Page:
This story was originally published in Public Works.

It's a vicious cycle: not keeping public transit assets in good condition lowers ridership, which lowers revenues, which lowers the amount of money that can be spent to maintain buses and trains.
Adobe Stock/ftfoxfoto It's a vicious cycle: not keeping public transit assets in good condition lowers ridership, which lowers revenues, which lowers the amount of money that can be spent to maintain buses and trains.

The American Society of Civil Engineers' most-recent infrastructure report card gives the nation’s public transportation a D minus, the lowest possible grade. Underinvestment in aging bus and rail public transit infrastructure is affecting the bottom line for businesses as well as residents, according to a study from the American Public Transportation Association (APTA). Failing to address America’s $90 billion backlog of modernization needs, also referred to as State of Good Repair, results in a loss of $340 billion in revenues over a six-year period. This is based on the study The Economic Cost of Failing to Modernize Public Transportation, which was conducted by the Economic Development Research Group Inc. for APTA.

The authors performed six in-depth case studies that assess local and regional impacts on jobs and gross national product:

Modernization deficiencies result in a decrease of $180 billion in gross national product (GNP). This includes a loss of $109 billion in household income over six years and 162,000 jobs over the same time frame. The authors note that failure to modernize adds time and delays to commutes. This in turn slows down workers’ economic output which directly impacts business sales in a regional economy.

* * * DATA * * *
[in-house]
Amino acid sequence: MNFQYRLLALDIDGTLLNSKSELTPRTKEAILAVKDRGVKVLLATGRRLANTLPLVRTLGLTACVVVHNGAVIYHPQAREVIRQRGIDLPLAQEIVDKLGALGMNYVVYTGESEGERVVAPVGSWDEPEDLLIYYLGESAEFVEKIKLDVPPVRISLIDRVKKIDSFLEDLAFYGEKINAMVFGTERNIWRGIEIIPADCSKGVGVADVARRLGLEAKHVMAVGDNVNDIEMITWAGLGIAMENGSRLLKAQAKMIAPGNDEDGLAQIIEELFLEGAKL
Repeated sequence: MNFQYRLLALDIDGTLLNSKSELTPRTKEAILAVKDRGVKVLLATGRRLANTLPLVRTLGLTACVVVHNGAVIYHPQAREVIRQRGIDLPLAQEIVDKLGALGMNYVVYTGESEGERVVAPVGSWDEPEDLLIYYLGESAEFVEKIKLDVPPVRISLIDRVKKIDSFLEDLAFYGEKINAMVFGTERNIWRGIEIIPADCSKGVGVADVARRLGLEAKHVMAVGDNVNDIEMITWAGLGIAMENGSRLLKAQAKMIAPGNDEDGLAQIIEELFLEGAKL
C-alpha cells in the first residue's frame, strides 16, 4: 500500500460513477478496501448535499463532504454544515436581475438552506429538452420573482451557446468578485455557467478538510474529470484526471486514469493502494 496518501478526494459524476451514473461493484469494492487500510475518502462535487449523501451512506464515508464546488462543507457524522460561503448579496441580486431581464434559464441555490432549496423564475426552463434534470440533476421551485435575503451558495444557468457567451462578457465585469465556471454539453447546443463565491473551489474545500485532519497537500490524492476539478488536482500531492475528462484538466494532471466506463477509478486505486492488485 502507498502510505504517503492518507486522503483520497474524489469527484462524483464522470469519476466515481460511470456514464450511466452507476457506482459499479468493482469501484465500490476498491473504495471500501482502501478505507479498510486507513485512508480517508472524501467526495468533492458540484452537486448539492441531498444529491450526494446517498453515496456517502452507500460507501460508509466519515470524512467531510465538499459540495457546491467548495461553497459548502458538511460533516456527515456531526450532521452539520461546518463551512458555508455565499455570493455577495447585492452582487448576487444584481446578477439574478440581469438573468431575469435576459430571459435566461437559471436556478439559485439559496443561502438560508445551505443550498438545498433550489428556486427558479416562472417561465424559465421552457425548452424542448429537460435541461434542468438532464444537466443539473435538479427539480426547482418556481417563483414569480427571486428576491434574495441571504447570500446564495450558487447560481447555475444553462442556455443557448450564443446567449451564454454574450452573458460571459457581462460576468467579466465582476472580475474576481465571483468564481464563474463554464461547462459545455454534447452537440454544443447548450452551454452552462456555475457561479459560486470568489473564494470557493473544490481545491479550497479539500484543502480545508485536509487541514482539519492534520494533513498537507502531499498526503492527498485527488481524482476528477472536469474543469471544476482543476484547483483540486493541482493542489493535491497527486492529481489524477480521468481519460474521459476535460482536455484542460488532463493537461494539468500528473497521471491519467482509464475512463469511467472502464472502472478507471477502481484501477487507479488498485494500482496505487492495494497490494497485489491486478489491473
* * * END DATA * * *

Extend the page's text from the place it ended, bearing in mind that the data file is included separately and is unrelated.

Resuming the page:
In addition, the quality of businesses that locate in an area is tied to transportation system efficiency, and this directly impacts workers’ earning potential. For example, officials at Amazon are searching for a second headquarters in North America. With the addition of this new $5 billion facility, Amazon will generate 50,000 jobs with yearly salaries of $100,000 or more. Amazon’s project summary describes the importance of an efficient transportation system as a part of its ideal location requirements. Specifically, the company notes “optimal access to mass transit—direct access to rail, train, subway/metro, and bus routes.”

To read the full report, go to

Public transit leaders and a member of Congress discussed the importance of modernizing transportation assets:

Rep. Brian Fitzpatrick (R-PA): “Investing in our roads, bridges, public transportation, energy grid and IT infrastructure is an investment in our nation, our economy and our families. More than ever before, public transportation is providing a stable source of mobility for large segments of our workforce in southeastern Pennsylvania. The latest report released by APTA highlights the economic cost of failing to modernize our public transportation systems and the resulting economic impact. Public transportation agencies, like SEPTA, are facing a critical backlog of repairs preventing them from attaining a state of good repair. Congress must focus on these unaddressed needs to ensure a viable public transportation system in the decade to come. Our economy and our workforce demand it."